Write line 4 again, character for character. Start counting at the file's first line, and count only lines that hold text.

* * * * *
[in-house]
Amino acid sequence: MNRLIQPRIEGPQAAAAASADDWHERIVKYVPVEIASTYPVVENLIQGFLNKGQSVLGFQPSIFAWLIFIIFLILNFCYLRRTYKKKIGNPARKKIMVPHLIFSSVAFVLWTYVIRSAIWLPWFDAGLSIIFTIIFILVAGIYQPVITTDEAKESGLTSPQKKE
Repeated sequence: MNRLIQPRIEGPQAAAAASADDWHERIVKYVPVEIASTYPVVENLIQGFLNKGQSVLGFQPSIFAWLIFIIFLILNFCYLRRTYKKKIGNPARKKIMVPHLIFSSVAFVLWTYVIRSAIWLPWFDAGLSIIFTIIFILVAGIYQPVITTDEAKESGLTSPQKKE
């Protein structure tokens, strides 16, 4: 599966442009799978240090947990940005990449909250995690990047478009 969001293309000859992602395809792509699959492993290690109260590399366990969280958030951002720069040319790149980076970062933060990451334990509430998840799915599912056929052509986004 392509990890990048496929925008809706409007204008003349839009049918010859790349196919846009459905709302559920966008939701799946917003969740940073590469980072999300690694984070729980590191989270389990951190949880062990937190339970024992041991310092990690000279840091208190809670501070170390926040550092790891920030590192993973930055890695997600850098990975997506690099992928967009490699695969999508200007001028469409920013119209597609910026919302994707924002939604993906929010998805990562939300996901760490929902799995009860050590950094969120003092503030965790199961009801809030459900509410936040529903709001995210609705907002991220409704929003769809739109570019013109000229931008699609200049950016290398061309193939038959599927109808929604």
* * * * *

């Protein structure tokens, strides 16, 4: 599966442009799978240090947990940005990449909250995690990047478009 969001293309000859992602395809792509699959492993290690109260590399366990969280958030951002720069040319790149980076970062933060990451334990509430998840799915599912056929052509986004 392509990890990048496929925008809706409007204008003349839009049918010859790349196919846009459905709302559920966008939701799946917003969740940073590469980072999300690694984070729980590191989270389990951190949880062990937190339970024992041991310092990690000279840091208190809670501070170390926040550092790891920030590192993973930055890695997600850098990975997506690099992928967009490699695969999508200007001028469409920013119209597609910026919302994707924002939604993906929010998805990562939300996901760490929902799995009860050590950094969120003092503030965790199961009801809030459900509410936040529903709001995210609705907002991220409704929003769809739109570019013109000229931008699609200049950016290398061309193939038959599927109808929604």